This week, Q claims to be omniscient, then turns around and asks Picard for parenting advice. But if the almighty trickster can’t rein in his mischievous protégé, the child’s tantrum will break a little more than just a stray vase. What was Q’s contribution to the creation of Earth? Is the Enterprise as OSHA-compliant as it could be? And does trouble really follow the ship everywhere? All this and more in Q-Squared, the book where no one is safe, not even from Winnie-the-Pooh.
Category: Event Novels Page 1 of 4
This week, Sarek has some primo dirt on the Romulans, but he needs help closing the deal. Meanwhile, when James Kirk’s nephew gets caught up in a movement to make Earth great again, he starts to wonder if real-world experience is more valuable than credit hours. Why are the Klingons spoiling for a fight so soon after Khitomer? Is this a bad time for Sarek to take a new gig? And can Kirk be cool with his nephew’s new girlfriend? All this and more in Sarek, the book that’s brought to you by Aunt Sylvia’s Kidnapper Chow!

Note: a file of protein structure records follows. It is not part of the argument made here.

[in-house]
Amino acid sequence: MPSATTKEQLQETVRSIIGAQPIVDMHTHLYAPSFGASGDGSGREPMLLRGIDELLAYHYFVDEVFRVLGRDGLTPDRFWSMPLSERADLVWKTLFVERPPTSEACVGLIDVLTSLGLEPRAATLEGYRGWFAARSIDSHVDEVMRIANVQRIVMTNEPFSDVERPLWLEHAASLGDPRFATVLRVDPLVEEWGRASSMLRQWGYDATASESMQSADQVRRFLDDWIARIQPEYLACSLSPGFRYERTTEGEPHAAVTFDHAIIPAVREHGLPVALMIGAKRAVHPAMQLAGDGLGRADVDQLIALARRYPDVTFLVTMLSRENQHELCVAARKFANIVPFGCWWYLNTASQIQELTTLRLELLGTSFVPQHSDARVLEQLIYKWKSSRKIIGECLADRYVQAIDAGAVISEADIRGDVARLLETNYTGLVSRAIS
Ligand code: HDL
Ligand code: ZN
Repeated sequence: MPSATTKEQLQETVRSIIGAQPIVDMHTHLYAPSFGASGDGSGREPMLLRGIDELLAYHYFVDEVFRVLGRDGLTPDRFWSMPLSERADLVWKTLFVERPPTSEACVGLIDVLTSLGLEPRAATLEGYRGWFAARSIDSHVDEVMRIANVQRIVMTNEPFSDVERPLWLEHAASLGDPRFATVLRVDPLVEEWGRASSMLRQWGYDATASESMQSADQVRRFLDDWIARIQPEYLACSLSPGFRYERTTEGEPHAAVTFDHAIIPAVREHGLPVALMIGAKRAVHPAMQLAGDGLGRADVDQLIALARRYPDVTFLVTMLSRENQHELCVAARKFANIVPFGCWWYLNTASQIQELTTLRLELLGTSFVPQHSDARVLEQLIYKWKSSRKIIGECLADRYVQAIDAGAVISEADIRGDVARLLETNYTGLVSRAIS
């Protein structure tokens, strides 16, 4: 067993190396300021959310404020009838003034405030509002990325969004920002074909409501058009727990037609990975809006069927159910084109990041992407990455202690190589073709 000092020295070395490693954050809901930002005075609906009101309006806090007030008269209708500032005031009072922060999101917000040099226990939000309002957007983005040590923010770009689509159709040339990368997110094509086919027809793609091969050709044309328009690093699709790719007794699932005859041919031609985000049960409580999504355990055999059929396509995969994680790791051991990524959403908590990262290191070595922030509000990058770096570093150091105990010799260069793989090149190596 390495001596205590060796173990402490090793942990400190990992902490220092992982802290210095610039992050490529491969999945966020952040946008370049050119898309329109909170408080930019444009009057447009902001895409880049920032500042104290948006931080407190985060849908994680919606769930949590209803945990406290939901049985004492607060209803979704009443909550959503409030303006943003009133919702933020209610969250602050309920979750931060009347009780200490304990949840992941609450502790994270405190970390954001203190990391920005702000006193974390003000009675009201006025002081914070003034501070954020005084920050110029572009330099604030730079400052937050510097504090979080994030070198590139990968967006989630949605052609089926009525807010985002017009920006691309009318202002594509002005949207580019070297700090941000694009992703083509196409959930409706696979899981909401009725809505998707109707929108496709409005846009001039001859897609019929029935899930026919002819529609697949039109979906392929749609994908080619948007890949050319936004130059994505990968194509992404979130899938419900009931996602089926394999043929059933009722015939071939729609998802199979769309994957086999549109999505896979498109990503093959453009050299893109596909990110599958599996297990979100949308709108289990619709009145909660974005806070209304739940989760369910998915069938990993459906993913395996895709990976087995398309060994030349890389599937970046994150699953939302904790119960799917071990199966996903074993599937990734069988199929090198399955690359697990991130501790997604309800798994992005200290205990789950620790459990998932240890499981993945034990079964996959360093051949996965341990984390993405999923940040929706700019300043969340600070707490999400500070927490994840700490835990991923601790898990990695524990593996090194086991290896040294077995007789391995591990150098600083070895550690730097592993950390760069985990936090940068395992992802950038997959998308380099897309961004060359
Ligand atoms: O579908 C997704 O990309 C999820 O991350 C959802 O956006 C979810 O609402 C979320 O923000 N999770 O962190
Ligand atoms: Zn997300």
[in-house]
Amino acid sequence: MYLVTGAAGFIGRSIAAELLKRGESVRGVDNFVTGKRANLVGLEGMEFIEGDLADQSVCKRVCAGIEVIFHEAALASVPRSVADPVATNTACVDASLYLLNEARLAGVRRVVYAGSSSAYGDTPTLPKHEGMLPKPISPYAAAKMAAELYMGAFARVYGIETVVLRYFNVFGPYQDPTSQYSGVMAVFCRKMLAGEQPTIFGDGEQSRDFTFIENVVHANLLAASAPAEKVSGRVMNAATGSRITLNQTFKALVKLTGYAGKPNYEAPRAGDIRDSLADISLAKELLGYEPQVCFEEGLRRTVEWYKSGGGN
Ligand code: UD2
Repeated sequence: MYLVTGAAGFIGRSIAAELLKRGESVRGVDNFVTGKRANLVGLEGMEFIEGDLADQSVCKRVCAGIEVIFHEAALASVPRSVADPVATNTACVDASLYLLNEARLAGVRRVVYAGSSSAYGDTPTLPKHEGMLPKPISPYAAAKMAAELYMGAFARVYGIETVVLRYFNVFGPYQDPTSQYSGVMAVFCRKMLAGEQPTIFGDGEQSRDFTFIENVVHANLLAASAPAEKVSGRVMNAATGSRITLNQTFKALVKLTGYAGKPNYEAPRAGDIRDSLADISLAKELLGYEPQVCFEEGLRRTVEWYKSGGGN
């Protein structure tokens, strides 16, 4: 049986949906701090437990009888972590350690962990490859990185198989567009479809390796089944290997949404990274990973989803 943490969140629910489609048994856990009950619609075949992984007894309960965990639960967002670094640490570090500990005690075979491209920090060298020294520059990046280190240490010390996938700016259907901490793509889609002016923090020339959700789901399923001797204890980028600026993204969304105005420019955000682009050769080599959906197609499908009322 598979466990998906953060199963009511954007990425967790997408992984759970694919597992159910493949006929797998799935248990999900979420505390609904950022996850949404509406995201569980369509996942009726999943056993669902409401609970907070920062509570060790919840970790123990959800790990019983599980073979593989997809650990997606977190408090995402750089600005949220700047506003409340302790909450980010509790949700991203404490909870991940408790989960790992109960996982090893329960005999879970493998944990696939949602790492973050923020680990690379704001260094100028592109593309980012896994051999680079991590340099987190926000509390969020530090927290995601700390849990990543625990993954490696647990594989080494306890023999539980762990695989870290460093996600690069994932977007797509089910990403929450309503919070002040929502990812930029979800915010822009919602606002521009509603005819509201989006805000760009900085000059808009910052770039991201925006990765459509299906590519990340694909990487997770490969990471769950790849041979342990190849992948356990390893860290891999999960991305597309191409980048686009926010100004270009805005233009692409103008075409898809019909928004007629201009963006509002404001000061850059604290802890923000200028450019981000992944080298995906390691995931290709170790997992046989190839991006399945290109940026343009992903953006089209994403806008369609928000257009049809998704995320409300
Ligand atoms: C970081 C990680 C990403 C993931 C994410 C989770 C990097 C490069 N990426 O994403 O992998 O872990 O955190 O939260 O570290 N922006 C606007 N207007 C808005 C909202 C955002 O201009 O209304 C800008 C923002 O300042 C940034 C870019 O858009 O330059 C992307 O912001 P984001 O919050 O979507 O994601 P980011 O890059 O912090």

This week, when the universe sneezes, the dolphins are the first to feel it. But when the crew realizes where they are, they ping-pong the Enterprise off the Enterprise while they decide who gets to sign up for the espionage mission. What do this book and GameFAQs have in common? Has the Federation somehow improved its already dizzyingly fast trauma recovery speed? Did Diane Duane accidentally set this book during Wolf 359? All this and more in Dark Mirror, the book that’s chock full of bremsstrahlung.
This week, the discovery of a mythical artifact rocks the galaxy, but the seemingly innocuous stone has a history more akin to that of a blood diamond. When the Enterprise takes the gem aboard, Picard insists he can quit any time he wants, but the crew begins to get worried when he starts to lose weight, turn pale, and cal the artifact “my precious”. Why does Worf always have to be so Worf? Who’s riding dinosaurs on the holodeck? Will the sonic appliance wars ever end? All this and more in The Devil’s Heart, the book that’s disturbingly warm to the touch.